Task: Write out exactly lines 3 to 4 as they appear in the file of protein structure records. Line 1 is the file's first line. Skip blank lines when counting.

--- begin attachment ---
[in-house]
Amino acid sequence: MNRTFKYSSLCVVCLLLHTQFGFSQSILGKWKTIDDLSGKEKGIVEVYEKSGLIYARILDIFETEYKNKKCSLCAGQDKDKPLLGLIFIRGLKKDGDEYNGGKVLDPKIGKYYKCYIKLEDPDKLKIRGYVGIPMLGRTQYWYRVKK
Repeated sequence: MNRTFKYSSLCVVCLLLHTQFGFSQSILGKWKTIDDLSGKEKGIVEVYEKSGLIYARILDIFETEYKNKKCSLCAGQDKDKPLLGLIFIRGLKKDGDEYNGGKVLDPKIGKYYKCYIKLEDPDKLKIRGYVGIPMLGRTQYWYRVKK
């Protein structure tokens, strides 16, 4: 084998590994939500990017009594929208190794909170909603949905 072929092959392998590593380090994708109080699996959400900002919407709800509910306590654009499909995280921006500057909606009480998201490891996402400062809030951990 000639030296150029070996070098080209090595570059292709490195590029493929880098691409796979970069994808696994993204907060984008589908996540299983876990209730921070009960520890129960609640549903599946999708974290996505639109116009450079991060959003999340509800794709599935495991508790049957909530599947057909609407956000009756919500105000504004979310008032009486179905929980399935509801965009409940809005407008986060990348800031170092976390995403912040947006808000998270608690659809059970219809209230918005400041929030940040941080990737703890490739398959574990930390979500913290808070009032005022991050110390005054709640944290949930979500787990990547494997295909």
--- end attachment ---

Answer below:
Repeated sequence: MNRTFKYSSLCVVCLLLHTQFGFSQSILGKWKTIDDLSGKEKGIVEVYEKSGLIYARILDIFETEYKNKKCSLCAGQDKDKPLLGLIFIRGLKKDGDEYNGGKVLDPKIGKYYKCYIKLEDPDKLKIRGYVGIPMLGRTQYWYRVKK
């Protein structure tokens, strides 16, 4: 084998590994939500990017009594929208190794909170909603949905 072929092959392998590593380090994708109080699996959400900002919407709800509910306590654009499909995280921006500057909606009480998201490891996402400062809030951990 000639030296150029070996070098080209090595570059292709490195590029493929880098691409796979970069994808696994993204907060984008589908996540299983876990209730921070009960520890129960609640549903599946999708974290996505639109116009450079991060959003999340509800794709599935495991508790049957909530599947057909609407956000009756919500105000504004979310008032009486179905929980399935509801965009409940809005407008986060990348800031170092976390995403912040947006808000998270608690659809059970219809209230918005400041929030940040941080990737703890490739398959574990930390979500913290808070009032005022991050110390005054709640944290949930979500787990990547494997295909």